I never struggled with injury problems because of my preparation –
in particular my stretching.
– Edwin Moses – Olympic Gold Medalist-Track and Field
During my days at Follies, where I performed as an acro-dancer (a dancer who does gymnastics in the show) I was one of only a few dancers on stage 30 min before show time running around the stage to warm-up. After about 5 min of running I would plop onto the floor and begin my stretching warm-up.
Unlike most of the dancers in the show, I am not naturally limber. I have always had to work at getting my splits and backbends, and properly prepare my body for what it was about to endure: jumping, running, leaping, tumbling, with sharp directional changes, mostly in heals, with the exception of the tumbling number: The Can-Can, which required us to wear a ten pound dress (see pic).
Everybody is different
So why are some people more flexible then others? There are several factors when it comes to how flexible someone is.
- Life-style (how active a person is) certainly affect how flexible a person is.
- Some people genetically have more limber joints.
- People who tend to live care-free lives may be more limber due to decreased muscle tension.
Being too limber can cause issues. If the joints and ligaments are too loose, they fail to properly support the body.
For example, during pregnancy, the body is flooded with hormones that prepare the body for the growing fetus and the birth. Therefore, pregnant woman are more prone to strains and sprains. (Click Here for more on Pilates during pregnancy)
I have had clients who come to me with flexible joints, but tight muscles. With these clients we work towards stabilizing the joints through muscle control and proper stretching which I discuss below.
Stretching is the best thing you can do for your body (in addition to other healthy lifestyle choices such as cardiovascular training, proper diet, and healthy relationships.) Experts say, if you don’t do anything else, just stretch! It is the most natural movement the body engages in.
Let’s think about an animal- cat or dog, maybe. Whats one of the first things they do after a sleep session? They reach their front legs out in front of them and reach their tails behind them, lengthening their spines, preparing to move! Humans also instinctively do this when they reach their arms up to the sky after a long nights sleep.
We are constantly using our muscles to perform activities of daily living (ADLs).
- Walking requires the use of the core, upper and lower limbs.
- Driving requires the use of the upper body, legs and feet.
- Dressing and Grooming requires coordination, balance, and use of the upper limbs
- Parents with babies and/or toddlers endure the constant increase of weight of the baby.
- Yard work, laundry, dishes
This list could go on and on. Consider also your profession. What specific movements (or non-movements) are you engaging in on a regular basis? All of this constant repetitive motion with no relief puts the body at serious risk for pain and injury.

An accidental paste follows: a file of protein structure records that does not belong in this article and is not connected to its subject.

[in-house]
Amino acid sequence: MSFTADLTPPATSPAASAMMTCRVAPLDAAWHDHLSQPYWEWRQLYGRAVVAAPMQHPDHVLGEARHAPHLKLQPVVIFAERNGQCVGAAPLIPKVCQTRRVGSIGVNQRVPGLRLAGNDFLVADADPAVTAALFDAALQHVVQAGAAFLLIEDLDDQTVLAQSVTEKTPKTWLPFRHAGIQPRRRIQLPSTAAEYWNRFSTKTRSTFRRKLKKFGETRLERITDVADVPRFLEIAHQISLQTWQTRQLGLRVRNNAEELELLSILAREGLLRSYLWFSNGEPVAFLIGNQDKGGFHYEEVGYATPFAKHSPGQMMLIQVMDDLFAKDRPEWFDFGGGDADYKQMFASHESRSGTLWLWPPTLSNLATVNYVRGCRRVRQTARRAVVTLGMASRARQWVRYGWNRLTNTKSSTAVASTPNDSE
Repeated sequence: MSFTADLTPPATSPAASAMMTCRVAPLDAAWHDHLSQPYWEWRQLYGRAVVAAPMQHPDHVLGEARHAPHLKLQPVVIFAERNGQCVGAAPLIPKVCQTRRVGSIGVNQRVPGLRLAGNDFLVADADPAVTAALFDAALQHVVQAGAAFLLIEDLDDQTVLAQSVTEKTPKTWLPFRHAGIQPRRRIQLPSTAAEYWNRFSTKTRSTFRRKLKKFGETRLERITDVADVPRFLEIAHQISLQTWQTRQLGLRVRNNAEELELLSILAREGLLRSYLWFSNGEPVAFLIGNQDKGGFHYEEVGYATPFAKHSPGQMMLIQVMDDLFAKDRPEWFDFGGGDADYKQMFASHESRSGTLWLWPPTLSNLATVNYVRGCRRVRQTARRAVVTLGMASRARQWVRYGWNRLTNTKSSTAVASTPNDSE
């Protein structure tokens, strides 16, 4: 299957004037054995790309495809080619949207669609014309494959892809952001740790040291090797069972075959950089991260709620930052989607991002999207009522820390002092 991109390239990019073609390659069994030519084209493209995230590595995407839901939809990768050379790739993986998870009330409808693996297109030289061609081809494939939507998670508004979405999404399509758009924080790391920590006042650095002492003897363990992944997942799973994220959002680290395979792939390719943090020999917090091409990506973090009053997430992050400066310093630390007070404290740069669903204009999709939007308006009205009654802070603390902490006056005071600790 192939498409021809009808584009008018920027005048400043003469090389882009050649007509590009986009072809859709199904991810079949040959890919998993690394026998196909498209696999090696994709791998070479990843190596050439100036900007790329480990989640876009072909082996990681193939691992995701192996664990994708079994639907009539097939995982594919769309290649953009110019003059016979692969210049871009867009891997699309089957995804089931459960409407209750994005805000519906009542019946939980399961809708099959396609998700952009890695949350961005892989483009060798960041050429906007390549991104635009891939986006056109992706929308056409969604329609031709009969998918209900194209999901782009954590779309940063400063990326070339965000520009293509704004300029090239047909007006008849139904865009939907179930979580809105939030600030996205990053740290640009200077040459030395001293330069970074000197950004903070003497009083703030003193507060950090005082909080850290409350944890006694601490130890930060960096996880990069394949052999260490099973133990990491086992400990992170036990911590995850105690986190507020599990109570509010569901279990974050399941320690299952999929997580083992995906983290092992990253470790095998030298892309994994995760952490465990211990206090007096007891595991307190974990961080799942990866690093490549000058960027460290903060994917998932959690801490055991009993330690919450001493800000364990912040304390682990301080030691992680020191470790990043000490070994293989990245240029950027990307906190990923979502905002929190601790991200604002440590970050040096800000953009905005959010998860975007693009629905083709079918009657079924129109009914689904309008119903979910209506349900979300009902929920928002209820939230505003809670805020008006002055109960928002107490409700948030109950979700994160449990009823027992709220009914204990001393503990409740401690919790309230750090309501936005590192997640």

Here a just a few of the many Benefits of Stretching:
- Increased Energy-Stretching increases blood flow to the muscles, helping us to feel alert
- Reduced pain-many sources of pain come from tight muscles
- Improved Posture-tight muscles restrict the spine
- Prevent Injury-stretched muscles bounce back – think of wet clay vs. hard clay
- Reduce Stress-Stretching relaxes the muscles and the mind!
- Slim Down-Stretching lengthens muscle tissue, resulting in lean muscle
- Overall Positive Sense of Well-Being – We were created to MOVE People!!
How to stretch?
Here are some tips to stretch safely and effectively:
1. Always warm up the body before stretching. 5-10 min of cardio to warm the muscles will suffice. Click here for cardio ideas.
2. Breath Through Stretches 20-30 seconds
How to Breath:
1. Inhale through the nose, filling the lungs by focusing the breath into the back like your filling a balloon (your diaphragm)
- Back of the ribs should expand
- Allow the chest to rise,
- The front of the ribs should drop down by keeping the belly softly back
- (This is Pilates breathing-allowing for continuous engagement of the abs.)
2. Exhale through the mouth, deflating the lungs of the air like deflating a balloon
- Back of the ribs should close in
- Belly sinks back further
3. Engage Abdominals (Belly to the Spine) primarily before and during movement from one position to the other. Remain aware of Belly to the Spine throughout stretches and exercises.
4. Think of your muscles like rubber bands. To achieve the most efficient stretch you have to achieve oppositional pull; pulling each end of the muscle you are stretching away from each other.
5. Relax into your stretch. If the stretch is too painful, you will clench up, defeating the purpose of stretching.
There are several ways to stretch.
Here is one of my favorite stretches for the chest, hips, and back-Twist Stretch!
Below is a picture of me stretching over a big ball-an amazing all over stretch. (Bend Knees to modify)
These are just a few of the many feel good stretches you can do to wake up the body and increase flexibility.
You can contact me at firstname.lastname@example.org with questions.
Ramsay, Craig Anatomy of Stretching: A Guide to Increasing your Flexibility